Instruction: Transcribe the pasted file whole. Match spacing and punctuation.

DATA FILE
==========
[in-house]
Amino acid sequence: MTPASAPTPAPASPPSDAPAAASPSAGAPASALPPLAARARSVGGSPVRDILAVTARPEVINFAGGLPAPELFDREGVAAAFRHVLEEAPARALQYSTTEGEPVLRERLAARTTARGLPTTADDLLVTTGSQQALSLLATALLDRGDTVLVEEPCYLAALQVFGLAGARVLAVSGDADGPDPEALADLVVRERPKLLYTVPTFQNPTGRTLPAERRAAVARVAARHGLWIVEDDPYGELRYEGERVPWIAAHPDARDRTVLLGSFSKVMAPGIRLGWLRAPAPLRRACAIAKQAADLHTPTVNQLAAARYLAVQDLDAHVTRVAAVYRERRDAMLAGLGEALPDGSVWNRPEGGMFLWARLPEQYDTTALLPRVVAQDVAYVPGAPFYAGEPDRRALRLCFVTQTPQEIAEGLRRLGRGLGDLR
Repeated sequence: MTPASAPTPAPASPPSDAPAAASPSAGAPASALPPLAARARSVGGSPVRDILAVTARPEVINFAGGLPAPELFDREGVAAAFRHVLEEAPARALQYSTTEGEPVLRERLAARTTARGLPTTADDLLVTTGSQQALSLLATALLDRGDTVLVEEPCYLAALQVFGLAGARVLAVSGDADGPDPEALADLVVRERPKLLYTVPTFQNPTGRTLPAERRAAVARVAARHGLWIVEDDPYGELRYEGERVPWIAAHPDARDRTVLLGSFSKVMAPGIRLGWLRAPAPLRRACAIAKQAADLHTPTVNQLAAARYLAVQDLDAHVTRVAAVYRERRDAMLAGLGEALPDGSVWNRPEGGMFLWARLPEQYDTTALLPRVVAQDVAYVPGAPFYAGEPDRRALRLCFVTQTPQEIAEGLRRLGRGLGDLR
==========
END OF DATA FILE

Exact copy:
[in-house]
Amino acid sequence: MTPASAPTPAPASPPSDAPAAASPSAGAPASALPPLAARARSVGGSPVRDILAVTARPEVINFAGGLPAPELFDREGVAAAFRHVLEEAPARALQYSTTEGEPVLRERLAARTTARGLPTTADDLLVTTGSQQALSLLATALLDRGDTVLVEEPCYLAALQVFGLAGARVLAVSGDADGPDPEALADLVVRERPKLLYTVPTFQNPTGRTLPAERRAAVARVAARHGLWIVEDDPYGELRYEGERVPWIAAHPDARDRTVLLGSFSKVMAPGIRLGWLRAPAPLRRACAIAKQAADLHTPTVNQLAAARYLAVQDLDAHVTRVAAVYRERRDAMLAGLGEALPDGSVWNRPEGGMFLWARLPEQYDTTALLPRVVAQDVAYVPGAPFYAGEPDRRALRLCFVTQTPQEIAEGLRRLGRGLGDLR
Repeated sequence: MTPASAPTPAPASPPSDAPAAASPSAGAPASALPPLAARARSVGGSPVRDILAVTARPEVINFAGGLPAPELFDREGVAAAFRHVLEEAPARALQYSTTEGEPVLRERLAARTTARGLPTTADDLLVTTGSQQALSLLATALLDRGDTVLVEEPCYLAALQVFGLAGARVLAVSGDADGPDPEALADLVVRERPKLLYTVPTFQNPTGRTLPAERRAAVARVAARHGLWIVEDDPYGELRYEGERVPWIAAHPDARDRTVLLGSFSKVMAPGIRLGWLRAPAPLRRACAIAKQAADLHTPTVNQLAAARYLAVQDLDAHVTRVAAVYRERRDAMLAGLGEALPDGSVWNRPEGGMFLWARLPEQYDTTALLPRVVAQDVAYVPGAPFYAGEPDRRALRLCFVTQTPQEIAEGLRRLGRGLGDLR